As a blues purist at the time, Clapton was displeased and decided to leave the band.
The band had just started going big, and now they lacked their lead guitar player. They needed to act fast, even though the options for replacing Clapton were few.
The first choice was the hottest session guitarist in London, Jimmy Page. Page was tempted but refused to join due to his intense session work. The band then got in touch with Jeff Beck, who immediately accepted.
Beck had to fill the shoes of Clapton and was constantly, at first, required to Emulate what Eric did. He proved to do much more than that and became the most prolific guitarist of the legendary trio.
Beck brought a new style, new sound, and techniques that neither Clapton nor Page felt the pressure to deliver.
For Your Love (1964)
The breakthrough record for the band featured both Clapton and Beck on different tracks. The album was a commercial success, yet it had its repercussions.
Clapton had already decided to leave the band yet recorded most of the songs, including the most successful “For Your Love” title track, despite thinking it was against what the band should be.
The track is my favorite from the album. Even though it might have been commercial for the time, it’s now a classic tune.
I place the previous album, “Fiver Live Yardbirds,” higher on my list than this record. Even though the tunes were more catchy, it felt like the band was doing it only to adapt to the audience.
It’s very easy to make the comparison between the two albums and feel the change in style.
Having a Rave Up with The Yardbirds (1965)
Have a Rave Up is both a live and studio album featuring both Clapton’s live track and Beck’s studio work.
Recorded in between the successful American tour, the album featured covers, songs written for the band by other songwriters, and my favorite, the band’s original “Still I’m Sad.”
At the time, it was common for bands to play songs written by other people. The band’s efforts to create their hit material started with this record.
Beck’s innovative guitar style began to put the band on the Psychedelic side with the first ever British song featuring an Indian Sitar tone and the use of fuzz tone.
Beck’s take on the Sitar preceded even George Harrison’s famous tendency to use the instrument in many Beatle arrangements.
The album has had continuous reissues, with each new one featuring new tracks from live recordings from Clapton, Beck, and even Page.
The blend of genres and style, differently from “For Your Love,” feels more natural and purposeful from the band. For new Yardbird listeners, this is the first album I’d recommend you listen to.
Roger the Engineer (1966)
The Yardbirds left the most significant legacy with the “Roger the Engineer” album. It’s their first record to feature all original material and their most consistent work due to the band’s solid lineup.
Apart from marking the band’s maturity through the songwriting aspect, it’s the first record that detaches the group from blues into the world of psychedelic rock.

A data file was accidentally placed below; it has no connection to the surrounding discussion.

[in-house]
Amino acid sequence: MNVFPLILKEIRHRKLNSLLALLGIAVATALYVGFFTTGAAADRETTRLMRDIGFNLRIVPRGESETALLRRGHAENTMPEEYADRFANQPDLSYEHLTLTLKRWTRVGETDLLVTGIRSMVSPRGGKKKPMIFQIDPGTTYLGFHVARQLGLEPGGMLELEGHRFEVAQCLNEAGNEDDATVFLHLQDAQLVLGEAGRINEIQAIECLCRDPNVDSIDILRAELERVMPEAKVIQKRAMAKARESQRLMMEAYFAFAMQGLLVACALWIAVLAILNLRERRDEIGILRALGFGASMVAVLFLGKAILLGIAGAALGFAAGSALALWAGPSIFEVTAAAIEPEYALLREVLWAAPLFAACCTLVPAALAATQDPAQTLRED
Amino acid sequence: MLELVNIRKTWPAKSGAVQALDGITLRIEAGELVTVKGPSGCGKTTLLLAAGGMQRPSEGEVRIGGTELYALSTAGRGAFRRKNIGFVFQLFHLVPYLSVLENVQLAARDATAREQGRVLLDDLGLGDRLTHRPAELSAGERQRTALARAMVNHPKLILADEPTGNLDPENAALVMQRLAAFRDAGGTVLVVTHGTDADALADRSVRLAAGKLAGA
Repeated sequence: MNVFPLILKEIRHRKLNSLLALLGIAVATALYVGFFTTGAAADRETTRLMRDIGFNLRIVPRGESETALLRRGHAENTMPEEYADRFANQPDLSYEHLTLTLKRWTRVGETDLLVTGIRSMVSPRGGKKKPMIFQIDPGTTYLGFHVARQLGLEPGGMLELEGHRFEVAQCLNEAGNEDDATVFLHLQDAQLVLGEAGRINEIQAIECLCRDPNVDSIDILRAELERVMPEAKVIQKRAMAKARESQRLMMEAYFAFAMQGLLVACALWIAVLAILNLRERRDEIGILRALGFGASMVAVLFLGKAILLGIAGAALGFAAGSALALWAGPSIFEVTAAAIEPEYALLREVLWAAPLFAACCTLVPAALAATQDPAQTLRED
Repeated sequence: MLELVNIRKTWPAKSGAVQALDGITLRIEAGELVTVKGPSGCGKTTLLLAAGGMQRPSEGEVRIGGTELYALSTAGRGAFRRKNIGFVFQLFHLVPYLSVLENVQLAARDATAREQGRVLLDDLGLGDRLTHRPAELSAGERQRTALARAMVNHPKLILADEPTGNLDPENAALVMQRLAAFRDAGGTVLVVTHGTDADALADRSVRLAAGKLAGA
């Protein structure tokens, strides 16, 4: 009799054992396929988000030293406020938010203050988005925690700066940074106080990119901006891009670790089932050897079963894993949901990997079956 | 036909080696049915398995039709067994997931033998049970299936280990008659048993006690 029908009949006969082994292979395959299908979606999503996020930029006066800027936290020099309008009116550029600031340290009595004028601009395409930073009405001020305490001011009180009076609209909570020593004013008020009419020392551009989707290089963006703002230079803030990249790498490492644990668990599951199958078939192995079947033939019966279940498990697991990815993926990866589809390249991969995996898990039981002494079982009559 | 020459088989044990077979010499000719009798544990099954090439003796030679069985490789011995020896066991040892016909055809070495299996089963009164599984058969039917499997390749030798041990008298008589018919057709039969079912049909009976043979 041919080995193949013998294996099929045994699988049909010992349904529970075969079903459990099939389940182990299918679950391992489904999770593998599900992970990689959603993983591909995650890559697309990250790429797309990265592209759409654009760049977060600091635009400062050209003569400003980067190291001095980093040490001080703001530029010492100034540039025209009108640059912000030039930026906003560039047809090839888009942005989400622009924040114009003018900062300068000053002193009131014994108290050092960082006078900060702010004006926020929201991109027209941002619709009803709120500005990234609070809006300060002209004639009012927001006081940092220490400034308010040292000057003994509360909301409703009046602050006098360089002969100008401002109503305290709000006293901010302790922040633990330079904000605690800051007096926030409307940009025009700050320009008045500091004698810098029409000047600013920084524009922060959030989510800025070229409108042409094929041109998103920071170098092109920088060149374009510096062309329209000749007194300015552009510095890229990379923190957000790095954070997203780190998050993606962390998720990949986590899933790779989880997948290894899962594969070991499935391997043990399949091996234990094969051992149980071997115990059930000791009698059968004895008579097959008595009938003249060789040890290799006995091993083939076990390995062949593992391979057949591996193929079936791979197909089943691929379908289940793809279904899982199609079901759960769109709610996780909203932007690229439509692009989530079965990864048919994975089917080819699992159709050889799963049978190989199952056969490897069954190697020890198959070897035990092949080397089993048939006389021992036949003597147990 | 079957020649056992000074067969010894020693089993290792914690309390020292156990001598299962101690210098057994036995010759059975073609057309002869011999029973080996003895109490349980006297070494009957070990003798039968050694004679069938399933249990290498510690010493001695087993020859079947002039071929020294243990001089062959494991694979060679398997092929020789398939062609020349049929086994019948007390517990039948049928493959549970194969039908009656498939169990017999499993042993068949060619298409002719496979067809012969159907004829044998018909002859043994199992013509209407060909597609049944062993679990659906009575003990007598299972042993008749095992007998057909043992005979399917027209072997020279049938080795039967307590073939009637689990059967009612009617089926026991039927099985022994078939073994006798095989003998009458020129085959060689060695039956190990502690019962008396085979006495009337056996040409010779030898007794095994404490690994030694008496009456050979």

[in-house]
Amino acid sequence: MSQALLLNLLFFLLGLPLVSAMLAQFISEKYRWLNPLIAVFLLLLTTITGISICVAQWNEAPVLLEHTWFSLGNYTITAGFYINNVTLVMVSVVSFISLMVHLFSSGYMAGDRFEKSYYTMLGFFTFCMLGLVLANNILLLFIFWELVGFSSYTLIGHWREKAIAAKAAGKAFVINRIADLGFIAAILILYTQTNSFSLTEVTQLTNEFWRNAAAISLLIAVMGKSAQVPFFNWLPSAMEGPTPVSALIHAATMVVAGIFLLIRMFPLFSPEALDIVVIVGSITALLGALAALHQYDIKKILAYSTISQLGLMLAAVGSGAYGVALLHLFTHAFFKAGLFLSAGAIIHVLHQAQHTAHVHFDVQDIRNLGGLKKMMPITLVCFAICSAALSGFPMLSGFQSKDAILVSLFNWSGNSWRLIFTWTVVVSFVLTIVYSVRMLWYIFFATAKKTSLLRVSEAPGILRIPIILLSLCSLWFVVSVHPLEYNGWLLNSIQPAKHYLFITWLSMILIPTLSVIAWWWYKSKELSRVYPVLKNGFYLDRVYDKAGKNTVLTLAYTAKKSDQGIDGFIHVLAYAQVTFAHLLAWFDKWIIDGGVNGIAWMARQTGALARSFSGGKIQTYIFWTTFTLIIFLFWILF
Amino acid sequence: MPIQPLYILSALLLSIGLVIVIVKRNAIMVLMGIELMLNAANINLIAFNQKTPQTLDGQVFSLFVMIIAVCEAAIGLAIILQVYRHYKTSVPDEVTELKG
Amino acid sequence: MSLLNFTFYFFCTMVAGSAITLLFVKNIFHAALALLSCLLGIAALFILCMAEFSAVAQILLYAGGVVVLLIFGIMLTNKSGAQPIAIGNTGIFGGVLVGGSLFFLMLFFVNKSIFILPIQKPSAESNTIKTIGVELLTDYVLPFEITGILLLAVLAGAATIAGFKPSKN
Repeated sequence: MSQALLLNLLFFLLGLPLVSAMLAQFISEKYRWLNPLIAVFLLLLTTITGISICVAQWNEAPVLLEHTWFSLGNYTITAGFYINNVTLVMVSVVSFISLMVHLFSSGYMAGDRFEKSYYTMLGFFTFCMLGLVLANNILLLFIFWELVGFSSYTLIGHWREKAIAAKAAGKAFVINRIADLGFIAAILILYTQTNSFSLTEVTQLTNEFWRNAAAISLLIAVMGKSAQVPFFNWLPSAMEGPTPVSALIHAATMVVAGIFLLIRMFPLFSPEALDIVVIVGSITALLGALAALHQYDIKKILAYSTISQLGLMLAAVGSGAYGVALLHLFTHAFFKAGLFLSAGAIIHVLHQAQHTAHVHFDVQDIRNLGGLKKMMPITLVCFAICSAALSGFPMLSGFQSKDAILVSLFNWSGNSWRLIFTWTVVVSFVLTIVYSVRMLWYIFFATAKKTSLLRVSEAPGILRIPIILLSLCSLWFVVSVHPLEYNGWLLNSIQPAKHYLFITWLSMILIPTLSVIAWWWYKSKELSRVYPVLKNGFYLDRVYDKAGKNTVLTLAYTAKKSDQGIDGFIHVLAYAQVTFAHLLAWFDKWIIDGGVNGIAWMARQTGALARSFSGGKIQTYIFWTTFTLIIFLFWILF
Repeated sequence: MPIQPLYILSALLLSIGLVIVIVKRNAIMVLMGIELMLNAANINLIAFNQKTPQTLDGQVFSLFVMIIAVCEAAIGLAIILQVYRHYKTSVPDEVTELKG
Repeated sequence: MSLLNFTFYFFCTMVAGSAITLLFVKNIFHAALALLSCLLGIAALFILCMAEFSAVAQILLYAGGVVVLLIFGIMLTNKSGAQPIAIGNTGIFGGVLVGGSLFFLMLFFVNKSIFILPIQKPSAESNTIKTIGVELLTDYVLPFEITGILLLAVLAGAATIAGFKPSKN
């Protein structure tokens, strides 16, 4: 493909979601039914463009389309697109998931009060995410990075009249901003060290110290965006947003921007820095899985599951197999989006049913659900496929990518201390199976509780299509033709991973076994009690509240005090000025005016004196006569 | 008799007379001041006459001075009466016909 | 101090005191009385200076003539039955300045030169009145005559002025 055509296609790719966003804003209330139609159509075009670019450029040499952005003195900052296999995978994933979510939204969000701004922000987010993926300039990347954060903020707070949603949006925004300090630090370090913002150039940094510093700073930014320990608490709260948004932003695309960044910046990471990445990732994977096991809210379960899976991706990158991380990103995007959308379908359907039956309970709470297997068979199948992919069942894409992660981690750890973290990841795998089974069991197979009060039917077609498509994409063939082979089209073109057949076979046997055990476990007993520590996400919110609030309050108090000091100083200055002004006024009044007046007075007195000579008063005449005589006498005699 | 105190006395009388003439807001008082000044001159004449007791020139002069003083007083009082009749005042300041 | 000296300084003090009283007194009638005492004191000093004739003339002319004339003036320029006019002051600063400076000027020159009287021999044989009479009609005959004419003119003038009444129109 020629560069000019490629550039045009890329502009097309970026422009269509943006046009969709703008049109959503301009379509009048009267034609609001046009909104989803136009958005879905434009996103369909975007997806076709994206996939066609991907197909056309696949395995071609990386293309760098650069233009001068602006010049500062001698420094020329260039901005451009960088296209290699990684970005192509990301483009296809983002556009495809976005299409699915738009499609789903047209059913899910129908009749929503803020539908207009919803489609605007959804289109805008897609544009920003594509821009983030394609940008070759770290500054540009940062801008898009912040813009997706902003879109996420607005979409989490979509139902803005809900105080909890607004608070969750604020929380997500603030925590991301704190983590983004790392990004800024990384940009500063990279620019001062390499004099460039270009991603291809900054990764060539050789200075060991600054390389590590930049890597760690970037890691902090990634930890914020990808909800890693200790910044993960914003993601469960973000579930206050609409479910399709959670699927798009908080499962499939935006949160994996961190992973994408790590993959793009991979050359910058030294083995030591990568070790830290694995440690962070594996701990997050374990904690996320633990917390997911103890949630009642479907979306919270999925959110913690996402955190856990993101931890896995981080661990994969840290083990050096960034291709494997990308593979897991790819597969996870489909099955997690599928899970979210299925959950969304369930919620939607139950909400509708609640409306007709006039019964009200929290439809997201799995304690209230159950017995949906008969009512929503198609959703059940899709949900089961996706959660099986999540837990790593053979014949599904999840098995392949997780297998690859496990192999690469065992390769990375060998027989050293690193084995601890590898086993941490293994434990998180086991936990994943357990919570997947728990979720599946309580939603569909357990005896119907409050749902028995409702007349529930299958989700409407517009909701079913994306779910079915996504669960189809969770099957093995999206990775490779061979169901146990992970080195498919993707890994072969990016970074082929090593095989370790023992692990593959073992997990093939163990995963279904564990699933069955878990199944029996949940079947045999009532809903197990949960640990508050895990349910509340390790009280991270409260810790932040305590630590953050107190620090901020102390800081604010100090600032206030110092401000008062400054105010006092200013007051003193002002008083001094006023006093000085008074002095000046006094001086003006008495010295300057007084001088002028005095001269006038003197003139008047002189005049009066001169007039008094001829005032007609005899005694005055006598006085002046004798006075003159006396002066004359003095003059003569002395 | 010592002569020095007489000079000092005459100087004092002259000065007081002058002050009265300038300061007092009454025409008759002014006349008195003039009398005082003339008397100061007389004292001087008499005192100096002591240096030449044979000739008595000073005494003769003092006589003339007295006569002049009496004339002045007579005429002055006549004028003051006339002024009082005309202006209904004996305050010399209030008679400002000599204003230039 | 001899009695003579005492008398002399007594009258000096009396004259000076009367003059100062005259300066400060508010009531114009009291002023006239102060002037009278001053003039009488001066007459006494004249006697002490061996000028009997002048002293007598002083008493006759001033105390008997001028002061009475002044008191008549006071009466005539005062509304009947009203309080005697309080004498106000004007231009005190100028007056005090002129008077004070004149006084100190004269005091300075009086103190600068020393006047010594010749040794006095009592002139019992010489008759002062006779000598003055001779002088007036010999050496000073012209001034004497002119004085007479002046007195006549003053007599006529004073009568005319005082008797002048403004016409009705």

Being a studio-only album gave the band time to experiment with sounds, find new intricate arrangements, and leave space for each member to add their best.
I believe the album’s success was not only due to the band member’s experience but also the production duo made of the bass player Samwell-Smith and new manager Napier-Bell.
Smith’s talent for studio work was becoming his main contribution to music, and this record is one of his best works.
The first track for the album, “Lost Woman,” is my favorite and somehow a hidden gem. The engineering work on that track is splendid with the full bass and drum tone and the hard-panned Beck Guitars. Relf vocals are very prominent and sound much better than any previous record.
The album did commercially well, landing a spot in the top 50 on the UK and US charts. The Rolling Stones magazine would later put the labrum on their list of top 500 albums of all time.
Jimmy Page and Disbandment
After the success of “Roger the Engineer,’ bassist and producer, Samwell-Smith left the band to focus on his studio career, leaving the band once again without a core member.
Needing a new member and with a bigger leverage from their success, the band managed to recruit Jimmy Page. Page agreed to play bass with the band until Dreja got used to the instrument and finally switched to a guitar duo with Jeff Beck.
The duo only recorded a few songs together as Beck was fired from the band during a US tour after becoming ill and unable to continue playing shows. The band continued the tour and the last album with Page as the sole guitarist – a role in which Page excelled.
You can glimpse what’s perhaps the most legendary guitar duo in the song “Happenings Ten Years Time Ago.”
The Yardbirds – Happenings Ten Years Time Ago (1966)
After Beck left the band, the band still was an accomplished live act. The group was tight musically with an incredible rock stage presence.
The Yardbirds (feat. Jimmy Page) – Happenings Ten Years Time Ago (1967)
Little Games (1967)